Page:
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Nico $wenson wrote a doozy of a play for cla$$. Watch him get all extracurricular thi$ weekend at the Rarig Center.

Junior Daniel Flohr and senior Annelise Eckelaert rehearse a scene Tuesday night at Rarig in preparation for an upcoming play called The Great(er) American Pastime.  The play is a student-written, student-directed performance about consumerism.

Junior Daniel Flohr and senior Annelise Eckelaert rehearse a scene Tuesday night at Rarig in preparation for an upcoming play called The Great(er) American Pastime. The play is a student-written, student-directed performance about consumerism.

Sarah Harper

What: âÄúThe Great(er) American Past TimeâÄù

When:7:30 p.m., tonight;

8 p.m., tomorrow and Saturday;

2 p.m., Sunday

Where: Rarig Center

Cost: Free, reservations required. Email [email protected]

Put on your thinking helmets and start your analysis engines. This weekendâÄôs production of âÄúThe Great(er) American Past TimeâÄù will leave you with a set of plotlines and symbolic characters to scratch your head over. Employing character names like the Joneses and Ignora Ramuse, the student-run productionâÄôs playwright has pointed to American greed and excess.

Nico Swenson first wrote âÄúPast TimeâÄù for a class last year. Now, the theater sophomore is watching the characters come to life, and heâÄôs watching the themes âÄî excess, greed, capitalism, consumerism âÄî stand up on their own feet in a cultural, political and economic landscape marked by conflict between the âÄúhavesâÄù and the âÄúhave-nots.âÄù

âÄúI feel like theater is a wonderful means to create social change and awareness,âÄù Swenson said. HeâÄôs trying to get audience members to think and then to talk about what theyâÄôre thinking.

To sink audience members into the deepest possible thought space, Swenson has used a unique style of language, which energetically wavers somewhere between Dr. Seuss and Shakespeare. ItâÄôs dense, rhythmic and often nonsensical.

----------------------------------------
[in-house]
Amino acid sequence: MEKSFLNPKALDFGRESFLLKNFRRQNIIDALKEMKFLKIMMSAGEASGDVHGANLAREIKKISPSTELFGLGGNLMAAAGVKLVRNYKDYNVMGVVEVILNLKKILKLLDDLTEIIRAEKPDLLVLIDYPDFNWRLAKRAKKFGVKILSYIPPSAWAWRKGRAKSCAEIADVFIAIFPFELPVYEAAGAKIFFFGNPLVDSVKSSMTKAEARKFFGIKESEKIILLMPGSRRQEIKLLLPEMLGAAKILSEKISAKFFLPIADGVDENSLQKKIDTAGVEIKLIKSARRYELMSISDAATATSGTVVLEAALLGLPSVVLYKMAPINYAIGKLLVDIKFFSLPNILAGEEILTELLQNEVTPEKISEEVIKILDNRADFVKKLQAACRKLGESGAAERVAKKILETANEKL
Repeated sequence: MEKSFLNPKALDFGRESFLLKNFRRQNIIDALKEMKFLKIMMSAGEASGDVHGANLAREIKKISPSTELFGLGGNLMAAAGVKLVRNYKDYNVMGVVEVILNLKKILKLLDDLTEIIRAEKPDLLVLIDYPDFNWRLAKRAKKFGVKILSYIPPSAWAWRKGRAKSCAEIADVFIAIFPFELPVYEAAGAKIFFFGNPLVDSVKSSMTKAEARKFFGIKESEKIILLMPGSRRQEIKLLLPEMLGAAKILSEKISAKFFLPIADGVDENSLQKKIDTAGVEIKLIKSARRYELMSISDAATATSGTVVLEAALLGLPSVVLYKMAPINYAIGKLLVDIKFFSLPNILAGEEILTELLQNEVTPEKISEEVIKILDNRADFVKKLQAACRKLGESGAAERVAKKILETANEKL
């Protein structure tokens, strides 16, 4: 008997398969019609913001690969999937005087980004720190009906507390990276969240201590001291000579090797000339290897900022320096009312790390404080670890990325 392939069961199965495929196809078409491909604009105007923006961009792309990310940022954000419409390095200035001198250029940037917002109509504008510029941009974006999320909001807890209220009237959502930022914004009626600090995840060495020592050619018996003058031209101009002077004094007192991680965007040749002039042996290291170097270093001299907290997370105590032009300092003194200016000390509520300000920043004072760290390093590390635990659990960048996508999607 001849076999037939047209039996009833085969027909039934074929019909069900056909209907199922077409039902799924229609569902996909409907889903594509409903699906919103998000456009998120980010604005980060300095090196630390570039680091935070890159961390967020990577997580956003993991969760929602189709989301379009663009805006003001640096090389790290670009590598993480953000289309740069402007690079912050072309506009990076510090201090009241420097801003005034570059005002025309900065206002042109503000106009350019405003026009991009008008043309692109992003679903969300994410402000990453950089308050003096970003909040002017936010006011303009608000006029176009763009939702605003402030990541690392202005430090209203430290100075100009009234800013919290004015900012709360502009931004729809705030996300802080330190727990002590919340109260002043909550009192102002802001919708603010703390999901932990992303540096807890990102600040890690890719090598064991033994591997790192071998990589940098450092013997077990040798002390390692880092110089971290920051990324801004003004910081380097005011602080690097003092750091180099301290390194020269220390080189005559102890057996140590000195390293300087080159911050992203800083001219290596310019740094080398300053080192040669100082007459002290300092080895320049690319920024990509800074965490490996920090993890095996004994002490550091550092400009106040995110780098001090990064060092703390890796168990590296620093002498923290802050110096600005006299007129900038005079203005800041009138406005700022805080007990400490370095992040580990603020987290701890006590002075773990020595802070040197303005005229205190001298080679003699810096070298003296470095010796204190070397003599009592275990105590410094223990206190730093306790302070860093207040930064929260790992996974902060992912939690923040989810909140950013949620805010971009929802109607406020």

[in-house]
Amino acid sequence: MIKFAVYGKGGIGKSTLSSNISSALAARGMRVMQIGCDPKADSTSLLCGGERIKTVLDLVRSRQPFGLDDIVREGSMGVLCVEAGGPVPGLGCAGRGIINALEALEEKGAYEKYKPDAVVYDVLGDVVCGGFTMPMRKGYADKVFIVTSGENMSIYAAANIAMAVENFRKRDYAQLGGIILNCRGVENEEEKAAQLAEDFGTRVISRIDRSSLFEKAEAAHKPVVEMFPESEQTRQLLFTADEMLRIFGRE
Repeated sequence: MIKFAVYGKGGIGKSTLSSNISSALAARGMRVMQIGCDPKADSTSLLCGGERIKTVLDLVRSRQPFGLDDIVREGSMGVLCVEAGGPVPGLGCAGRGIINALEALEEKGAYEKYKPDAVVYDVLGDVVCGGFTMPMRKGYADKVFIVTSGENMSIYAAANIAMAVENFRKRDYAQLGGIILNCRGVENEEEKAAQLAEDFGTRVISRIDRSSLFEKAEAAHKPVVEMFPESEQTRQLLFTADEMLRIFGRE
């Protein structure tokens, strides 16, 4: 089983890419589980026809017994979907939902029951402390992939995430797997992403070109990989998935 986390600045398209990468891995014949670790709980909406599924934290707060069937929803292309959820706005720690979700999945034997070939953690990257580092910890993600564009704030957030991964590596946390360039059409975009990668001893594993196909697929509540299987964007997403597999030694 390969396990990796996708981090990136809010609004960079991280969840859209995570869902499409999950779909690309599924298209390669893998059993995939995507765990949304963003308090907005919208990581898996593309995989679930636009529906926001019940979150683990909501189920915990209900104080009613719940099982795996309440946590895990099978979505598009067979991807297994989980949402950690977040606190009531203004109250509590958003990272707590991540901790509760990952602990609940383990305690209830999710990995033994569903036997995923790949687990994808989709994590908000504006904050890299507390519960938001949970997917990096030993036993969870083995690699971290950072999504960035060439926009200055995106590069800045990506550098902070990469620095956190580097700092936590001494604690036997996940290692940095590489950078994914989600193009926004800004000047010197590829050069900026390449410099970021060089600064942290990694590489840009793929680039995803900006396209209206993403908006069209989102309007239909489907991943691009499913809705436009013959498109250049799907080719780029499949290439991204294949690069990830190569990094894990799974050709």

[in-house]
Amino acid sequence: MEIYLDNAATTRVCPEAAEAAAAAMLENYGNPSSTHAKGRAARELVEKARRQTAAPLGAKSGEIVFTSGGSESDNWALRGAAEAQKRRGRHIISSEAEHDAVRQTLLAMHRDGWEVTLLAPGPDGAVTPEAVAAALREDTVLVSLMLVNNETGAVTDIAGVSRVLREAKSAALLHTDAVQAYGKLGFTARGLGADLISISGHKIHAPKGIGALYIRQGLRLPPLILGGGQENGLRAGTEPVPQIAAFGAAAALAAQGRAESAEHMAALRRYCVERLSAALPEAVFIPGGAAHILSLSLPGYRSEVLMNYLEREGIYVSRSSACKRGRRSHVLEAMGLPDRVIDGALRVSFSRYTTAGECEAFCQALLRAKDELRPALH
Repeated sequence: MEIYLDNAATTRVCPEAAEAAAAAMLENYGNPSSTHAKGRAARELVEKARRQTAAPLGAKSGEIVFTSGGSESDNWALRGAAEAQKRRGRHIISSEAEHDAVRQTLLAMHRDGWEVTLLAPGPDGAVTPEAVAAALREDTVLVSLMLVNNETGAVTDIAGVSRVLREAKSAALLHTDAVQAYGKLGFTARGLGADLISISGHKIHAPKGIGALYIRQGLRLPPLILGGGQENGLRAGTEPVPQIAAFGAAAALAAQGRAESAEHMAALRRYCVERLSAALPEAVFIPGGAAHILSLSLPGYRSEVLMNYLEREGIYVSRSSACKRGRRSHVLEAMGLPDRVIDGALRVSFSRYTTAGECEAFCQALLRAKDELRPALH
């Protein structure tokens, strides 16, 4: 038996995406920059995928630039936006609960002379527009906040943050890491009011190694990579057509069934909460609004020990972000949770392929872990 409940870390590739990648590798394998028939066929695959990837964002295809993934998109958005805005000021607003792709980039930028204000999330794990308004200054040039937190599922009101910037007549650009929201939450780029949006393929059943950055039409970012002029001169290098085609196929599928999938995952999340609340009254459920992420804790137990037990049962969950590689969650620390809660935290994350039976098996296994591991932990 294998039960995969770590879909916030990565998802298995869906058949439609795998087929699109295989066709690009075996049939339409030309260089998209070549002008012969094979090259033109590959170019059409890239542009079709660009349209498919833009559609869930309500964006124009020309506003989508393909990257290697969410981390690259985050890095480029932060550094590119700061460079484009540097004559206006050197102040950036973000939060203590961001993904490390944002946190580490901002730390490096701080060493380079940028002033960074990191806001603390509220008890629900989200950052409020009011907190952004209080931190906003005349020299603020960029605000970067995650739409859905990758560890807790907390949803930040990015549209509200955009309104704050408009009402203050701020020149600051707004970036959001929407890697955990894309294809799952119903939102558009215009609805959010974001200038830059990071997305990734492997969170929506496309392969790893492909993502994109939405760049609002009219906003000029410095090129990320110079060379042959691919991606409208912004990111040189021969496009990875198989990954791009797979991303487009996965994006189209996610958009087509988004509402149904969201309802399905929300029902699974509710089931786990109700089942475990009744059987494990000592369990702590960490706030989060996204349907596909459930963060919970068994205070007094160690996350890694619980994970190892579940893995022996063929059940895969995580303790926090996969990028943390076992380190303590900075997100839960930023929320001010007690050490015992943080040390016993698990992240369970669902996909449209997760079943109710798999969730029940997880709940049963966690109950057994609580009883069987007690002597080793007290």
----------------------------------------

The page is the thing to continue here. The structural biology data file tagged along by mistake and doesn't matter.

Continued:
âÄúI intentionally play with a very symbolic language so that it can be swung in multiple ways and so that the actor has to work to make sure they understand what theyâÄôre saying,âÄù Swenson said.

Swenson has given his cast the freedom to grapple with the playâÄôs text. He wants them to understand and interpret the lines to fit their own lives, rather than simply follow the script like an instruction manual.

âÄúI have spent more time outside of rehearsal on this show than I have on any other show,âÄù said Dan Flohr, a third-year theater major.

With bounding energy, the appropriately puppy-like Flohr plays the character of Sam. Audience members may quickly make the connection between the character and America âÄî Uncle Sam, anyone? Sam becomes addicted to what he calls âÄúSupplementary.âÄù

In a moment of textual simplicity, SamâÄôs ma warns him, âÄúSlow down. YouâÄôve grown too fast, if you can call this growing.âÄù

But overall, the play follows the style of this line, which Flohr delivers as he springs up from sleep: âÄúGod bless me with morning juice. God bless me all over my fortunately fortunate fortunes because I need Supplementary âÄî what!âÄù

In spite of the somewhat moonshine script, the characters journey through a definite story line.

âÄúThereâÄôs a lot of conceptual narrative that flows over the plot,âÄù Swenson said.

SwensonâÄôs been working with a largely inexperienced cast and crew. Many of them are embarking on their theatrical maiden voyage with this production.

âÄúI didnâÄôt know what I was doing. And a lot of our designers didnâÄôt know what they were doing,âÄù said stage manager Cate Glidden. Along with the costume designer, the lighting designer and much of the cast, Glidden is a first-timer.

Will Sullivan, a theater freshman who plays the character of Pa, has seen the show as a learning experience for him and his fellow newbies.

 âÄúWeâÄôve been able to hang onto the more experienced people and build off each other. I think IâÄôve grown a lot because of that.âÄù Sullivan said.